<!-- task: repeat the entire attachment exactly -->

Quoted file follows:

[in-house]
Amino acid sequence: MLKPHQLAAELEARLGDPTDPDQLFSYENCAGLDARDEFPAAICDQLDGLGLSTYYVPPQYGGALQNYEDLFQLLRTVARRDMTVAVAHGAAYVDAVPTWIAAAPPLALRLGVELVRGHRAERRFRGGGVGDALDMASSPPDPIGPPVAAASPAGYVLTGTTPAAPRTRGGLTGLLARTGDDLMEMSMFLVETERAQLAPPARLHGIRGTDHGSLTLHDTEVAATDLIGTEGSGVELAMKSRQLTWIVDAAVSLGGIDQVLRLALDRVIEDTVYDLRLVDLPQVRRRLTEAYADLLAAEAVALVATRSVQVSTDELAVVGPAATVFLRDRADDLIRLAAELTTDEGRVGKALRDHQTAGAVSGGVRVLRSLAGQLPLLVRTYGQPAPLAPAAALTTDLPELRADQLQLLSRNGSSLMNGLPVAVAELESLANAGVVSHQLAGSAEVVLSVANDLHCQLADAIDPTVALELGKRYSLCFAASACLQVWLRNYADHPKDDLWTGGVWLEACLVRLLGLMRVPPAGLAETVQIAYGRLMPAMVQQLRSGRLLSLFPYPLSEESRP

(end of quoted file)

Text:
[in-house]
Amino acid sequence: MLKPHQLAAELEARLGDPTDPDQLFSYENCAGLDARDEFPAAICDQLDGLGLSTYYVPPQYGGALQNYEDLFQLLRTVARRDMTVAVAHGAAYVDAVPTWIAAAPPLALRLGVELVRGHRAERRFRGGGVGDALDMASSPPDPIGPPVAAASPAGYVLTGTTPAAPRTRGGLTGLLARTGDDLMEMSMFLVETERAQLAPPARLHGIRGTDHGSLTLHDTEVAATDLIGTEGSGVELAMKSRQLTWIVDAAVSLGGIDQVLRLALDRVIEDTVYDLRLVDLPQVRRRLTEAYADLLAAEAVALVATRSVQVSTDELAVVGPAATVFLRDRADDLIRLAAELTTDEGRVGKALRDHQTAGAVSGGVRVLRSLAGQLPLLVRTYGQPAPLAPAAALTTDLPELRADQLQLLSRNGSSLMNGLPVAVAELESLANAGVVSHQLAGSAEVVLSVANDLHCQLADAIDPTVALELGKRYSLCFAASACLQVWLRNYADHPKDDLWTGGVWLEACLVRLLGLMRVPPAGLAETVQIAYGRLMPAMVQQLRSGRLLSLFPYPLSEESRP